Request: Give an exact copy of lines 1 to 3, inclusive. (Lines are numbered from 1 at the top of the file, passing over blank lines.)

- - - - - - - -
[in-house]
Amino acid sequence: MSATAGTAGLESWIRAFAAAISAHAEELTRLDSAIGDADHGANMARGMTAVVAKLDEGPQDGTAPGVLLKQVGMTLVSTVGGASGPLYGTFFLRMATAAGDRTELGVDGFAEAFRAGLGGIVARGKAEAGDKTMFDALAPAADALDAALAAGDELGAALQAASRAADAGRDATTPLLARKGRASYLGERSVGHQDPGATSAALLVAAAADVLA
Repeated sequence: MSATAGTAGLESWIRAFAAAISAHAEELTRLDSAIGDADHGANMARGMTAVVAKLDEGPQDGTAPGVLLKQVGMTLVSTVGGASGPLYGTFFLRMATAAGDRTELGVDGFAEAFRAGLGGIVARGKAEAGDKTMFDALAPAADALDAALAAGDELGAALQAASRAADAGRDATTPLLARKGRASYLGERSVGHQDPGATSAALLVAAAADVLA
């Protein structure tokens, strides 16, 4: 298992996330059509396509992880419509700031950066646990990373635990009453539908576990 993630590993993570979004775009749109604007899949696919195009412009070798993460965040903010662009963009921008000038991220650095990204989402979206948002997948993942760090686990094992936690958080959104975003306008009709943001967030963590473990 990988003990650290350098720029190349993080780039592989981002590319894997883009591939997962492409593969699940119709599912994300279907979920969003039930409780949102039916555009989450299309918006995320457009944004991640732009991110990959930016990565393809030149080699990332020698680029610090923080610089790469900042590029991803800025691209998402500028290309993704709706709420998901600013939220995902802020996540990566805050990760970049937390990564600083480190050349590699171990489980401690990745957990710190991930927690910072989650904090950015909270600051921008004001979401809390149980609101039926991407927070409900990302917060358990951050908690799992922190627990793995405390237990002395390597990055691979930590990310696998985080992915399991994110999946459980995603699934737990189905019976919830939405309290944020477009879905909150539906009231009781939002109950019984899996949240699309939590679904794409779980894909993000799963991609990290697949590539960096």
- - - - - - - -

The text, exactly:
[in-house]
Amino acid sequence: MSATAGTAGLESWIRAFAAAISAHAEELTRLDSAIGDADHGANMARGMTAVVAKLDEGPQDGTAPGVLLKQVGMTLVSTVGGASGPLYGTFFLRMATAAGDRTELGVDGFAEAFRAGLGGIVARGKAEAGDKTMFDALAPAADALDAALAAGDELGAALQAASRAADAGRDATTPLLARKGRASYLGERSVGHQDPGATSAALLVAAAADVLA
Repeated sequence: MSATAGTAGLESWIRAFAAAISAHAEELTRLDSAIGDADHGANMARGMTAVVAKLDEGPQDGTAPGVLLKQVGMTLVSTVGGASGPLYGTFFLRMATAAGDRTELGVDGFAEAFRAGLGGIVARGKAEAGDKTMFDALAPAADALDAALAAGDELGAALQAASRAADAGRDATTPLLARKGRASYLGERSVGHQDPGATSAALLVAAAADVLA